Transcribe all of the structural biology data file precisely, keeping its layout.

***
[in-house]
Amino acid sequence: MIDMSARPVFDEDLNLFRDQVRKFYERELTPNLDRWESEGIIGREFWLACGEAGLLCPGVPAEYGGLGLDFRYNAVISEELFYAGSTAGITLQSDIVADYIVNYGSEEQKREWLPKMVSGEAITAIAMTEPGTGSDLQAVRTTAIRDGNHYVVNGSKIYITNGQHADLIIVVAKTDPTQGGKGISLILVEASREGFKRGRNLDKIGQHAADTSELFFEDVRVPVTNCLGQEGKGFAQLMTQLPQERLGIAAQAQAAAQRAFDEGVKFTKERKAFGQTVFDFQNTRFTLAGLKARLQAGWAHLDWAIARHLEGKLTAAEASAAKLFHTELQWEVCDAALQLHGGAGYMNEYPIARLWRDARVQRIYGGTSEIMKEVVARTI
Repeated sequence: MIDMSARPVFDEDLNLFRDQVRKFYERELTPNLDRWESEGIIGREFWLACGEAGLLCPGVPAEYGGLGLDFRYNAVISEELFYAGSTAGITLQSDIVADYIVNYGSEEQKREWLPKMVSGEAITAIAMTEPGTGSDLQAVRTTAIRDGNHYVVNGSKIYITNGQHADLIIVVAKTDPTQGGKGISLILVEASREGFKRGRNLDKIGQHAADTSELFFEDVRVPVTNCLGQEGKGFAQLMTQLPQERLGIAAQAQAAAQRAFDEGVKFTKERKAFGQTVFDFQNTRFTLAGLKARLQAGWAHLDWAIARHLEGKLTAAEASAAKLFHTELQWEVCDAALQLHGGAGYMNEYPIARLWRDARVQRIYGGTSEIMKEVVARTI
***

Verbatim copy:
[in-house]
Amino acid sequence: MIDMSARPVFDEDLNLFRDQVRKFYERELTPNLDRWESEGIIGREFWLACGEAGLLCPGVPAEYGGLGLDFRYNAVISEELFYAGSTAGITLQSDIVADYIVNYGSEEQKREWLPKMVSGEAITAIAMTEPGTGSDLQAVRTTAIRDGNHYVVNGSKIYITNGQHADLIIVVAKTDPTQGGKGISLILVEASREGFKRGRNLDKIGQHAADTSELFFEDVRVPVTNCLGQEGKGFAQLMTQLPQERLGIAAQAQAAAQRAFDEGVKFTKERKAFGQTVFDFQNTRFTLAGLKARLQAGWAHLDWAIARHLEGKLTAAEASAAKLFHTELQWEVCDAALQLHGGAGYMNEYPIARLWRDARVQRIYGGTSEIMKEVVARTI
Repeated sequence: MIDMSARPVFDEDLNLFRDQVRKFYERELTPNLDRWESEGIIGREFWLACGEAGLLCPGVPAEYGGLGLDFRYNAVISEELFYAGSTAGITLQSDIVADYIVNYGSEEQKREWLPKMVSGEAITAIAMTEPGTGSDLQAVRTTAIRDGNHYVVNGSKIYITNGQHADLIIVVAKTDPTQGGKGISLILVEASREGFKRGRNLDKIGQHAADTSELFFEDVRVPVTNCLGQEGKGFAQLMTQLPQERLGIAAQAQAAAQRAFDEGVKFTKERKAFGQTVFDFQNTRFTLAGLKARLQAGWAHLDWAIARHLEGKLTAAEASAAKLFHTELQWEVCDAALQLHGGAGYMNEYPIARLWRDARVQRIYGGTSEIMKEVVARTI